"Could you please expand on the 'list of liberal foundations that laundered CIA money'? Anything current or otherwise of general interest?"
If I recall correctly, some of them are mentioned in Victor Marchetti's book, The CIA and the Cult of Intelligence, and in John Marks's book, The Search for the Manchurian Candidate. After protestors at the Harvard International Studies Center liberated secret CIA files during a teach-in, the Africa Research Group published the most important one, Intelligence and Foreign Policy (CIA covert-ops chief Richard Bissell's speech to the secret Council on Foreign Relations inner circle), as a pamphlet (reprinted as an appendix to Marchetti's book, but without ARG's explanatory text), with annotations that included a comprehensive list of CIA foundations. I think Ralph McGehee's CIAbase should include them all.
Unfortunately my files are still beyond my reach in Mississippi, but I can cite a couple of examples from memory.
In the South, the great ideological divide was between the grass-roots radical insurgent groupings around the Southern Conference Educational Fund (SCEF), which employed me from 1971 to 1975, and the liberal Southern Regional Council (SRC), which sought top-down change through enlightened, self-interested elites gaining power. SCEF's Anne Braden described this conflict in her 1965 book, The Southern Freedom Movement in Perspective.
Carl and Anne Braden of SCEF were relentlessly redbaited, not only by the rabid right and HUAC (which imprisoned Carl for refusing to testify), but also by Leslie Dunbar, the head of SRC, who demanded that SNCC exclude the Bradens as a condition of SRC support. He demanded that Martin Luther King break relations with Stanley Levison for the same reason, which MLK refused to do. That story is told in a recent Taylor Branch volume, I believe.
SCEF worked through the indigenous mass movements -- SNCC, trade unions, Mississippi Freedom Democratic Party, Lowndes County Freedom Party, Council of the Southern Mountains, Highlander Center, and so forth. Dunbar's SRC worked through Human Relations Council branch offices. In Mississippi, the HRC was headed by Rev. Kenneth Dean. When my lawsuit against the Mississippi State Sovereignty Commission revealed that Dean and Dunbar had collaborated secretly with the spy agency, Dunbar (by then head of the Field Foundation) demanded that my then employer, the American Friends Service Committee, fire me. To its credit, AFSC refused. Although Dunbar controlled millions of dollars in grants to AFSC projects, he backed down when AFSC firmly supported my work.
None of this was any surprise to activists of those years. In his memoir A Republic of Equals, Dunbar had referred to himself and his Kennedy-era cronies as "the ruling class." Why shouldn't they have been carrying on like this?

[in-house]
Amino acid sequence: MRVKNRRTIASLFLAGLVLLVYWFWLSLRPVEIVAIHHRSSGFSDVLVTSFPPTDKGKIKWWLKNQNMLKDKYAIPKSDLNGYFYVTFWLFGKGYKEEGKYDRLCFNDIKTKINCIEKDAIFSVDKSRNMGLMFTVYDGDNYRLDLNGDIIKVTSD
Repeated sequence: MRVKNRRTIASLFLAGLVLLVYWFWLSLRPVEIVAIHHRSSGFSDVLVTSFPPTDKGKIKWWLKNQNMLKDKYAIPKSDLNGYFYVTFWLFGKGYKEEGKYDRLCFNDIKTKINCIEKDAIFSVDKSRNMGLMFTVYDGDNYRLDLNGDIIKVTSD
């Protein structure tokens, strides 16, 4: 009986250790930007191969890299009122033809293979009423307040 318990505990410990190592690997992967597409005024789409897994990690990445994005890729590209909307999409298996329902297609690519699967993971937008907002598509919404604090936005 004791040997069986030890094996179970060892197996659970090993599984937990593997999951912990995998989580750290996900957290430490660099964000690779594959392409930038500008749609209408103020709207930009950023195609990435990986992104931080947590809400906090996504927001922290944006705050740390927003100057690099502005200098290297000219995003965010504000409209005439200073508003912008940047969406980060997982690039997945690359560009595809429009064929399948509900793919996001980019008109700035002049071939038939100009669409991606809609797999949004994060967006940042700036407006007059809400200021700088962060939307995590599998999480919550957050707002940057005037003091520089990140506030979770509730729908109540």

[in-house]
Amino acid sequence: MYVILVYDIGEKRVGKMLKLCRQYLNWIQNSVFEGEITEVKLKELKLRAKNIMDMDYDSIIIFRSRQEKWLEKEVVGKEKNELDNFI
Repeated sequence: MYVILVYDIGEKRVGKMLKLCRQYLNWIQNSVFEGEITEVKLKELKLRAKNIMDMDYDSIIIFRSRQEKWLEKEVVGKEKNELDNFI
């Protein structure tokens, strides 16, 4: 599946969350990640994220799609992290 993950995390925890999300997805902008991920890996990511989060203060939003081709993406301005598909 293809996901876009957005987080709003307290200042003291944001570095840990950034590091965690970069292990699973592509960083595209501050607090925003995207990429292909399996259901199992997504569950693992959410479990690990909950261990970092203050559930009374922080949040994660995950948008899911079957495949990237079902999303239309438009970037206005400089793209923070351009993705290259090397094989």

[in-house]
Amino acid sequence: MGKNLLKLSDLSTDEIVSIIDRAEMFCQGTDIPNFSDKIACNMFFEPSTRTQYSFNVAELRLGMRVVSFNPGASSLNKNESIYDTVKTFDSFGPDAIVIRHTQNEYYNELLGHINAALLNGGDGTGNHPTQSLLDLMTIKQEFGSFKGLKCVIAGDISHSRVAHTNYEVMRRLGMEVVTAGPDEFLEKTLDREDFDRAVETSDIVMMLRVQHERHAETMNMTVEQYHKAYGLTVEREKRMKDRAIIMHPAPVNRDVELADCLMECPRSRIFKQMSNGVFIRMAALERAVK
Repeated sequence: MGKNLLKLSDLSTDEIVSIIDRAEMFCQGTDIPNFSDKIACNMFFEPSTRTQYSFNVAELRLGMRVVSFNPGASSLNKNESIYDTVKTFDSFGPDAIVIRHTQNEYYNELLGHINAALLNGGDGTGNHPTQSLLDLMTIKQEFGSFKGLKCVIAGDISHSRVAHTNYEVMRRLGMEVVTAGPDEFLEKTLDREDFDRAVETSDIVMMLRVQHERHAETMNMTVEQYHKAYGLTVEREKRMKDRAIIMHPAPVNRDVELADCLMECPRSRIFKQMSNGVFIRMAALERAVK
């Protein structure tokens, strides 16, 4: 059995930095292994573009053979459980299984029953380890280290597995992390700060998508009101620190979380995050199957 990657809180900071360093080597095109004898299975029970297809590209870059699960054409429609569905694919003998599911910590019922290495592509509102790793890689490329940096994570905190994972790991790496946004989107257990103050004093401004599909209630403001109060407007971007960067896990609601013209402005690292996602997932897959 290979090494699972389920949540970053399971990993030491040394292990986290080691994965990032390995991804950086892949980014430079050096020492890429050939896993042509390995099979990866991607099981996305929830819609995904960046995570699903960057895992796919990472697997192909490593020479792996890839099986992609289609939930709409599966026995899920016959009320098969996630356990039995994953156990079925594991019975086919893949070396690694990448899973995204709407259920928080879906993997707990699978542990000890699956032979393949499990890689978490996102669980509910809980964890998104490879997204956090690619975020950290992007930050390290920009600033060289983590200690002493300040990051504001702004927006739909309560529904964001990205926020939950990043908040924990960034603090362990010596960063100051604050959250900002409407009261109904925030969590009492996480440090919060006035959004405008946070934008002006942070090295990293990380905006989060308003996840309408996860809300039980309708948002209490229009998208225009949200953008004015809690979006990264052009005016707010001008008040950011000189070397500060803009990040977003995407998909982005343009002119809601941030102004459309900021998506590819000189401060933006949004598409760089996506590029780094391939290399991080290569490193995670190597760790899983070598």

Meanwhile, Ramparts had exposed the list of liberal foundations that channeled CIA money secretly to recipients, among them the Norman Foundation. It turned out that Norman had provided cover for the CIA's grants to the Southern Regional Council during the Dunbar years, revealed by Drew Pearson in the ripple of revelations that trailed Ramparts. For radicals, this too was merely logical, but the disclosure caused a (brief) period of soul-searching among Mississippi liberals.
Other Foundations on the list included the J.M. Kaplan Fund, which I've seen in the news lately but I don't recall why, and [I think this is the correct name] the Foundation for Human Ecology, which funded the CIA's mind control experiments at the University of Wisconsin and at McGill University. But the full list is quite long, and many recipients of CIA money escaped unnoticed by the press.
For the book Dirty Work 2 -- the CIA in Africa, I interviwed Naomi Ware, the ex-wife of James Hooker, the Marxist biographer of George Padmore, and writer for Radical America. Hooker had been recruited to the CIA as an undergraduate in the 1950s, and had successfully infiltrated all the liberation movements in exile, trusted by their leaderships. Ware told me that at the time of the Ramparts disclosures, Hooker feared exposure because his funds had been channeled through one of the CIA foundations in the news, but that somehow he escaped scrutiny and carried on his CIA work well into the Angolan post- independence war. I don't recall the name of the foundation, if she mentioned it.
The late African scholar and activist Sean Gervasi claimed that the American Committee on Africa and its leader, George Houser, were funded by the CIA similarly, though on what evidence I never learned. That charge was "tainted" when it was published not in the U.S. media but by TASS reporter Oleg Ignatiev.